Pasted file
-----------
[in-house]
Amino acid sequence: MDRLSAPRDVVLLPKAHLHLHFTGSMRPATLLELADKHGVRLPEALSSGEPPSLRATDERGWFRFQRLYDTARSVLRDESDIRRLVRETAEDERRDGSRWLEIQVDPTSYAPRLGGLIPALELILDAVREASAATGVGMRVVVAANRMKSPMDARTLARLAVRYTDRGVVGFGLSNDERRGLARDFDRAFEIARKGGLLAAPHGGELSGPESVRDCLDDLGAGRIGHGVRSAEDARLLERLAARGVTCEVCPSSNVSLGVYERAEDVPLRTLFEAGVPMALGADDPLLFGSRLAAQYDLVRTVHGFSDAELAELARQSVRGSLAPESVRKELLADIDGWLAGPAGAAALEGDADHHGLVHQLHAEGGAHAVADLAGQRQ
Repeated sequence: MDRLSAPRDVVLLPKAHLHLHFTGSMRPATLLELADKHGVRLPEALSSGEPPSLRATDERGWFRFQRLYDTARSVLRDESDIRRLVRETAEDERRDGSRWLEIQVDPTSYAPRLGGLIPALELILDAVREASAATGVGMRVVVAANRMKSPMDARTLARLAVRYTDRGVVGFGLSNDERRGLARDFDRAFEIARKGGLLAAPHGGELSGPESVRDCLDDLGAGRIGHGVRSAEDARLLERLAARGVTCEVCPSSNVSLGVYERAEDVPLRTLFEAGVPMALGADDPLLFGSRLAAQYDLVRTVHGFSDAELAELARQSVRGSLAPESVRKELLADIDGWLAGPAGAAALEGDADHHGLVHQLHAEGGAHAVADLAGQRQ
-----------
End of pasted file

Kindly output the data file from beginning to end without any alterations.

[in-house]
Amino acid sequence: MDRLSAPRDVVLLPKAHLHLHFTGSMRPATLLELADKHGVRLPEALSSGEPPSLRATDERGWFRFQRLYDTARSVLRDESDIRRLVRETAEDERRDGSRWLEIQVDPTSYAPRLGGLIPALELILDAVREASAATGVGMRVVVAANRMKSPMDARTLARLAVRYTDRGVVGFGLSNDERRGLARDFDRAFEIARKGGLLAAPHGGELSGPESVRDCLDDLGAGRIGHGVRSAEDARLLERLAARGVTCEVCPSSNVSLGVYERAEDVPLRTLFEAGVPMALGADDPLLFGSRLAAQYDLVRTVHGFSDAELAELARQSVRGSLAPESVRKELLADIDGWLAGPAGAAALEGDADHHGLVHQLHAEGGAHAVADLAGQRQ
Repeated sequence: MDRLSAPRDVVLLPKAHLHLHFTGSMRPATLLELADKHGVRLPEALSSGEPPSLRATDERGWFRFQRLYDTARSVLRDESDIRRLVRETAEDERRDGSRWLEIQVDPTSYAPRLGGLIPALELILDAVREASAATGVGMRVVVAANRMKSPMDARTLARLAVRYTDRGVVGFGLSNDERRGLARDFDRAFEIARKGGLLAAPHGGELSGPESVRDCLDDLGAGRIGHGVRSAEDARLLERLAARGVTCEVCPSSNVSLGVYERAEDVPLRTLFEAGVPMALGADDPLLFGSRLAAQYDLVRTVHGFSDAELAELARQSVRGSLAPESVRKELLADIDGWLAGPAGAAALEGDADHHGLVHQLHAEGGAHAVADLAGQRQ